Plus : I think the route_master should always be tagged, even if only some routes are concerned. If a OSM data user want to make gather the lines that have on_demand services (or school, or night, etc), they should not have to get the OSM routes and do some magic to group them and guess how many lines are concerned. -- Singing-Poppy (talk) 16:02, 12 November 2017 (UTC)

Why not

  • public_transport:type=on_demand
  • on_demand = partial / only

Singing-Poppy (talk) 16:02, 12 November 2017 (UTC)

I've now adapted the proposal page to include your ideas, please check it. --Ialokim (talk) 18:08, 13 November 2017 (UTC)
Why not adding a few more examples (Mobicaps 4, R61 and F8) in your example section ?
Done :) --Ialokim (talk) 03:15, 15 November 2017 (UTC)
Thanks. Singing-Poppy (talk) 19:32, 15 November 2017 (UTC)

exclusive tagging

This is just a quick observation going over this, but I noticed the in my opinion not so handy tagging for the exclusiveness of a route. The proposal states:

Example: School buses that are only for the school children vs. open to all public:

   public_transport:type=school + school=exclusive
   public_transport:type=school + school=not_exclusive

However, this means that each public_transport:type=x will need its own key to specify exclusiveness. Not only school=x, but also regular=x, factory=x etc. This is not handy, and in addition, the key names (e.g. "school","factory") say nothing about the contents of the tag. I think it would be better to adopt the more logical and clearer scheme of

   public_transport:type=school + exclusive=yes/no

This way, only a single key needs to be checked to know if the route is exclusive, and the key name actually reflects its contents, instead of vague "school","factory".--Mboeringa (talk) 16:33, 26 November 2017 (UTC)

You are very right, I'll do this change :) --Ialokim (talk) 19:52, 6 December 2017 (UTC)

stopping_pattern values

  • I suggest to add the following value to the key stopping_pattern=on_demand. This is for vehicles that can be stopped at almost any place, not necessarily on official stops. This is often times the case in more informal transit systems and/or on over land bus lines. --Xamanu (talk) 11:15 10 December 2017 (UTC)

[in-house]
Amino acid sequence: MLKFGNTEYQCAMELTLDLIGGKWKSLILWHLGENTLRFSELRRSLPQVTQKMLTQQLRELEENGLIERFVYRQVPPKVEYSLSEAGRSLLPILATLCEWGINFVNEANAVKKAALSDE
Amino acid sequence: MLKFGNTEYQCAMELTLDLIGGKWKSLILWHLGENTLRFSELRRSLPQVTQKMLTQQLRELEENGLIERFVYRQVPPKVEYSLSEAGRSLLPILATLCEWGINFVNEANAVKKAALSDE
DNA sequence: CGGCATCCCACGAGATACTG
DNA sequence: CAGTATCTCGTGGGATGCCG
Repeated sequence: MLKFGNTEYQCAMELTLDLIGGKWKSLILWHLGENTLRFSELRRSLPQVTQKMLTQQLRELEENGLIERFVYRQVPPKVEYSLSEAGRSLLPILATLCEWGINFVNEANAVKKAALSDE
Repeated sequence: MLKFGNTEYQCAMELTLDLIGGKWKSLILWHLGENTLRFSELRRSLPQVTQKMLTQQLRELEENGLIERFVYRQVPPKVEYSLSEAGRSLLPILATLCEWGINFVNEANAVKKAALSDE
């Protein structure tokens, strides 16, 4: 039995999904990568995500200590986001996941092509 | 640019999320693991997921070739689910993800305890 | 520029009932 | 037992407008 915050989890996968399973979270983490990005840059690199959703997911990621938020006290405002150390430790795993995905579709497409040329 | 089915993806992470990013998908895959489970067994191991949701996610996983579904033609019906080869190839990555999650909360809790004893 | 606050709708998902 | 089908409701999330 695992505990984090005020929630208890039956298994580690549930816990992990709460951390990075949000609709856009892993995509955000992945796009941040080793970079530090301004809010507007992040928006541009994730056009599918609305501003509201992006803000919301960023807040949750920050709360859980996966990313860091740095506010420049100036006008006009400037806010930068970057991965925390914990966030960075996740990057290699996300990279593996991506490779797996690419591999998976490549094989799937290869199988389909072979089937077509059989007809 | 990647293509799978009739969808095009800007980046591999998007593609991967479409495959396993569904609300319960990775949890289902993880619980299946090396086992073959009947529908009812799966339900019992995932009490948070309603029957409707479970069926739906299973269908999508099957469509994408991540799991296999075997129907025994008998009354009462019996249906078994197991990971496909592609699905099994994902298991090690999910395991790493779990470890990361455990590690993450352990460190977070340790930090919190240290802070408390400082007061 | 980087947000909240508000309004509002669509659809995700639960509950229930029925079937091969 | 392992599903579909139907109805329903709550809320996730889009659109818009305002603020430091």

I think that's the same idea as behind this proposal). I'm not sure which one is better as the other proposal adds the ability to only mark a part of the route as "hail and ride". --Ialokim (talk) 19:47, 5 January 2018 (UTC)
+1 Where I live there is a network in which buses can be hailed anywhere in some locations but only at designated stops in other locations, within the same city. --Fernando Trebien (talk) 18:06, 10 January 2018 (UTC)
on_demand is imho not the same as "hail_and_ride".
on_demand mean that the bus stop at a stop only if people request it. maybe it's better to have another tag like on_request=yes because you can have it for all stop_pattern.
hail_and_ride (or maybe stopping_pattern=everywhere) mean that the bus can stop everywhere if people request it
Marc marc (talk) 22:49, 10 January 2018 (UTC)


This needs some more specification, in my opinion. The values are pretty extensive and targeted to different purposes.

Those make a lot of sense to me:

Those are not fitting the idea of the 'type' in my opinion. This becomes more clear, if you think about exclusiveness. Can't a line be perfectly public_transport:type=regular and public_transport:type=tourism? So, they don't seem to be 'types' to me, more like purpose (or maybe some other wording):

I got your point regarding the unclear key name, but can't follow your argumentation about the exclusiveness: I've thought of public_transport:type=regular as a regular public transport service, dedicated for all sort of passengers, while public_transport:type=tourism would be public transport services dedicated only for tourism. In which cases would you tag both? Btw, on the Buses' Talkpage was raised another idea of tagging those, namely with the key passenger=*. What do you think?

Those are also not fitting the idea of the 'type' in my opinion. They are more around services on top that are provided on certain lines:

I would suggest to remove the from the proposal, or give them a separate tag.

I've included them to generalize all public transport service mapping and support all the values currently used by type=* on railway routes. We could indeed think about renaming them to give a clearer name, if you have some ideas?

This on is also not fitting the idea of the 'type' in my opinion.

It is on classification of the route, not it's 'type', or is it on the fewer stops? Then it seems to be a duplication of stopping_pattern=main_stops

Same idea as above, to support current railway conventions. But if you think that we wouldn't loose information removing it, I'm fine with it.
--Ialokim (talk) 20:05, 5 January 2018 (UTC)

--Xamanu (talk) 11:15 10 December 2017 (UTC)

Similarity between scope and network

Cycle routes use network=lcn;rcn;ncn, hiking routes use network=lwn;rwn;nwn and horse routes use network=lhn;rhn;nhn for the same function as the proposed scope tag. Maybe these tags could be somehow merged in a single tag that expresses the same idea. --Fernando Trebien (talk) 18:19, 10 January 2018 (UTC)